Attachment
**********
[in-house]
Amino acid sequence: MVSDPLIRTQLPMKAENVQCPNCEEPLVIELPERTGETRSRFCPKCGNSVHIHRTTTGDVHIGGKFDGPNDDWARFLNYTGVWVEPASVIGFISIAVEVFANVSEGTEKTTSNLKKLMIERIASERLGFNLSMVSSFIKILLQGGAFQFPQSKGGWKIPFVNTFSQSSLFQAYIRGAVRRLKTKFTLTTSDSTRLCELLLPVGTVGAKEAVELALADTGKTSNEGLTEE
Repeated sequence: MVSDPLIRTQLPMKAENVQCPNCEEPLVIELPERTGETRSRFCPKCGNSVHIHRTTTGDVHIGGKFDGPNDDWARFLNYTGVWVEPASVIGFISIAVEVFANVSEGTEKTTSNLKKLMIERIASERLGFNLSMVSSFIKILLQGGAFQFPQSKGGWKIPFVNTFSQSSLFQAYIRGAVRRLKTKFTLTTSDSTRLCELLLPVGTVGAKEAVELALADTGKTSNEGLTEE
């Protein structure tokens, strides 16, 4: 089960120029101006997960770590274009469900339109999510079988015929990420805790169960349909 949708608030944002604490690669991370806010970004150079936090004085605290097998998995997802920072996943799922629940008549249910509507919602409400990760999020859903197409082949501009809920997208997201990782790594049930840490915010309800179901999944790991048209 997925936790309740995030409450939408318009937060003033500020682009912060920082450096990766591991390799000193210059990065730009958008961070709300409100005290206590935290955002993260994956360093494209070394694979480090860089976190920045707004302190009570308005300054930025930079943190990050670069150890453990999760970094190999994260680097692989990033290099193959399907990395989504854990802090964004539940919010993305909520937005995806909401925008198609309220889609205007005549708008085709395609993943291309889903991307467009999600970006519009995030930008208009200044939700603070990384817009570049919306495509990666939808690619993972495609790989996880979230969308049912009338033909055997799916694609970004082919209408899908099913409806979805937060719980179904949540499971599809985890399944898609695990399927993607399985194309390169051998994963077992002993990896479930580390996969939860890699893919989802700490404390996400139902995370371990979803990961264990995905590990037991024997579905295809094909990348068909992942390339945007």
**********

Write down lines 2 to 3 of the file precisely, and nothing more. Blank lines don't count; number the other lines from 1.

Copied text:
Amino acid sequence: MVSDPLIRTQLPMKAENVQCPNCEEPLVIELPERTGETRSRFCPKCGNSVHIHRTTTGDVHIGGKFDGPNDDWARFLNYTGVWVEPASVIGFISIAVEVFANVSEGTEKTTSNLKKLMIERIASERLGFNLSMVSSFIKILLQGGAFQFPQSKGGWKIPFVNTFSQSSLFQAYIRGAVRRLKTKFTLTTSDSTRLCELLLPVGTVGAKEAVELALADTGKTSNEGLTEE
Repeated sequence: MVSDPLIRTQLPMKAENVQCPNCEEPLVIELPERTGETRSRFCPKCGNSVHIHRTTTGDVHIGGKFDGPNDDWARFLNYTGVWVEPASVIGFISIAVEVFANVSEGTEKTTSNLKKLMIERIASERLGFNLSMVSSFIKILLQGGAFQFPQSKGGWKIPFVNTFSQSSLFQAYIRGAVRRLKTKFTLTTSDSTRLCELLLPVGTVGAKEAVELALADTGKTSNEGLTEE